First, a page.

We reported just a month ago that the movement for civil justice reform in Illinois has been actively and aggressively supported by local governments, including municipalities, park districts, school districts, public transportation providers and others.
The reason: they are prime targets of lawsuits and their attackers realize they are "deep pockets," meaning they have -- or can raise -- large dollars for settlements or jury awards.
When the Illinois Civil Justice League was in its early stages, back in 1993, local governments played a significant role in describing the problems of excessive -- and at times frivolous -- litigation against them.
In one of the ICJL's first public forums, the then-superintendent of schools in Granite City, Steve Balen, said liability costs had risen by 100 percent in the previous 10 years in the Madison County community.
"People are realizing that is a simple way to get a lot of money, Balen said in a St. Louis Post-Dispatch story. "My insurance carrier probably will settle for $15,000 in a lot of cases because if is cheaper to do that than fight the claims in court.
"There has to be penalties" for frivolous liability claims, he continued. "There has to be systems of investigation. The money is too easy to get."
The comments from former superintendent Balen are typical of comments expressed by others -- doctors, small businesses, local governments and property owners especially: it is cheaper to settle than to fight the claims in court.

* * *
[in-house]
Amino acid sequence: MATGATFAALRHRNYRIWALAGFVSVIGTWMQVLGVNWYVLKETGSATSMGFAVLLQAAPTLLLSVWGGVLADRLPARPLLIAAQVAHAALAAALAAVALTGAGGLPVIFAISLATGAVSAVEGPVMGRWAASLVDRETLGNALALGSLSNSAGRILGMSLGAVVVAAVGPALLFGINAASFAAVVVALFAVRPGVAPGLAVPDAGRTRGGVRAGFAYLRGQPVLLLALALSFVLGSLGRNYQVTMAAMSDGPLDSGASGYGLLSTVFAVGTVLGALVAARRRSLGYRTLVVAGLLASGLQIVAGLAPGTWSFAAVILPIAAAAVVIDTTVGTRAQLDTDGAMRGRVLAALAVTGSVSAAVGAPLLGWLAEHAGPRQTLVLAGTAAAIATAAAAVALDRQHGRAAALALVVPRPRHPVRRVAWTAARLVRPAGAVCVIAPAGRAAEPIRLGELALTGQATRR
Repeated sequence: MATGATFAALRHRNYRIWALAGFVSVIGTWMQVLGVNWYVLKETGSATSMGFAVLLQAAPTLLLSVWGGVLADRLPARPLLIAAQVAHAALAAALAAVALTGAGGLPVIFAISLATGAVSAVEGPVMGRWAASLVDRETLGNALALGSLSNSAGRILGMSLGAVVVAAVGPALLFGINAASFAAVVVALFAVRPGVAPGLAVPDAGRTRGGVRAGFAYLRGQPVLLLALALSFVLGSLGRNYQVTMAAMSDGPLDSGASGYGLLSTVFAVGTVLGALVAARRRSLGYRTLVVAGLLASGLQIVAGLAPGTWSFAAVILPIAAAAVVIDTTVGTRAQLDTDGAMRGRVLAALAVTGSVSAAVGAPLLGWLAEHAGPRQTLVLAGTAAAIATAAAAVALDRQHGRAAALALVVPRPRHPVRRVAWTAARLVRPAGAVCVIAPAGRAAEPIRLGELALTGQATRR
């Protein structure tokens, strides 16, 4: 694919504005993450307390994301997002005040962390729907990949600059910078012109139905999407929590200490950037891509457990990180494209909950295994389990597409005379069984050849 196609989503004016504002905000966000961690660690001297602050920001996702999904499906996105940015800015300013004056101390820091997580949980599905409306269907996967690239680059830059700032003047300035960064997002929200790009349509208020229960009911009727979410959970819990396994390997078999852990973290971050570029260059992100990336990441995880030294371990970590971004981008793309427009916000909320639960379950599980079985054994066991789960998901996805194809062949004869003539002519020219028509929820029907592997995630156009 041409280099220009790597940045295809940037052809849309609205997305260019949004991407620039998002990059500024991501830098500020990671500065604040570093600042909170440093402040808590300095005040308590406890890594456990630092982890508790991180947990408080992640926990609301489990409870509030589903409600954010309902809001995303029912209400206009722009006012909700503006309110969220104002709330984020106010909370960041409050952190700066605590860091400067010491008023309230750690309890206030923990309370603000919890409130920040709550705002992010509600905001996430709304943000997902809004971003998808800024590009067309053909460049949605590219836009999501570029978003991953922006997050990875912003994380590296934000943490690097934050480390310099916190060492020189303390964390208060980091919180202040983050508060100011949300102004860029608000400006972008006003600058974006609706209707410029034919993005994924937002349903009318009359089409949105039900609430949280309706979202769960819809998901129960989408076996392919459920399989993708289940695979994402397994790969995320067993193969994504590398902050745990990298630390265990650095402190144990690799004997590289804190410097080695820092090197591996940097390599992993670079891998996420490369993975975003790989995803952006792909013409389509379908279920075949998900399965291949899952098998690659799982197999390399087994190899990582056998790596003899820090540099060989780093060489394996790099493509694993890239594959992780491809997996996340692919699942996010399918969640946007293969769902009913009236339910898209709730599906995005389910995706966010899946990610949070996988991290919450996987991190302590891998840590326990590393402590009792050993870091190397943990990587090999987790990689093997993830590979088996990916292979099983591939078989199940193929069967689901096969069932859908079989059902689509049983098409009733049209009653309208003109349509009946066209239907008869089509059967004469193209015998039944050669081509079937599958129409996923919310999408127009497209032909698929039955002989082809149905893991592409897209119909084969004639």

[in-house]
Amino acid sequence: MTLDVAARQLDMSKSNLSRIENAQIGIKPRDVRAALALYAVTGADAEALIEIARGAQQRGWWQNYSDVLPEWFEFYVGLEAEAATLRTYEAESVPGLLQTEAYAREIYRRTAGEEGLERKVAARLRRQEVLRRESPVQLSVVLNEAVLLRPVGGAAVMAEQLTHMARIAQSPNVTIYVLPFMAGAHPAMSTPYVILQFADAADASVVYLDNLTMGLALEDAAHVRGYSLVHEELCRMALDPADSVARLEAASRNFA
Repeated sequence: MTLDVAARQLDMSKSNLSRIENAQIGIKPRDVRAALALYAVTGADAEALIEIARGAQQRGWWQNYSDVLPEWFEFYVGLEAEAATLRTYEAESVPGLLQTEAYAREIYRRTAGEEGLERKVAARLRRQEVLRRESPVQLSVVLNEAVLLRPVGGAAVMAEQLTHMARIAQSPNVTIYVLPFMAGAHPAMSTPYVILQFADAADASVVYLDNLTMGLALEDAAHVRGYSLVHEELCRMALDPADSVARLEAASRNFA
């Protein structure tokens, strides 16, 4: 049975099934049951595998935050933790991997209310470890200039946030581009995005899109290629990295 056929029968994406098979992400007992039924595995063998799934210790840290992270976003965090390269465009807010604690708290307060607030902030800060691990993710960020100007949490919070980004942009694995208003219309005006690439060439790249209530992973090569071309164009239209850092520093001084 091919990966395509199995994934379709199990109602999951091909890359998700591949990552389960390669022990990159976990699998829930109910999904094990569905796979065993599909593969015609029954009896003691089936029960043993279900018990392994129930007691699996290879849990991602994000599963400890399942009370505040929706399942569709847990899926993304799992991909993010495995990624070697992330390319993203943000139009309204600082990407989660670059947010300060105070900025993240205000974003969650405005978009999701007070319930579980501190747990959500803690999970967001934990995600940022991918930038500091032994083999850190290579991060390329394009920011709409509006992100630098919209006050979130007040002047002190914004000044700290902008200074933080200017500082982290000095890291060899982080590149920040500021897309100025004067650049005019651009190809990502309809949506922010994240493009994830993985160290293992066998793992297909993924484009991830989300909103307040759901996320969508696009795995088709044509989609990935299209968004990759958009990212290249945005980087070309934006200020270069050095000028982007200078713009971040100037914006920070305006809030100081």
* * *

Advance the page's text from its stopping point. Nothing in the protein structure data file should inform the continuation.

Many local governments realize they can and should join the fight against excessive (and in some cases fraudulent or frivolous) litigation and that's one of the reason more and more local government units are taking steps and expressing their concerns.
Just a few weeks ago, the City of Peoria passed a resolution calling for the Illinois General Assembly to pass meaningful lawsuit reform legislation.
Several years ago, the resolutions passed in Carbondale and Marion, both in Southern Illinois, were instrumental in the continued effort for reform in that part of Illinois.
Last week, the DuPage County board took a step toward adopting a similar resolution when the Legislation and Governmental Affairs committee of the Board unanimously recommended passage. DuPage County is the second largest county in Illinois and it carries appropriate weight, which could motivate other local governments to act. In addition to being the second largest county, population-wise, it also has the second highest number of civil lawsuits filed every year.
Cook County is not on the immediate horizon but a county with more excessive litigation than any in Illinois could save millions if it could cut lawsuit costs. Outgoing State's Attorney Richard Devine expressed that view several years ago. And Cook County, like many units of government in Illinois, is facing serious financial problems.
The City of Chicago also has made no secret of its opposition to proposals and legislation that increase litigation costs.
While there are limits to what local governments can do to implement policies internally, they can send a message to Springfield to let legislators know that litigation-friendly policies have an adverse, even crippling, impact on the local governments (schools, municipalities, parks, counties, townships, library districts).
Legislators usually (not always) have antennae that are tuned to the local needs and concerns, particularly if those concerns are expressed through resolutions passed by local governments.
So go to it DuPage and all the others that are considering similar positive steps.
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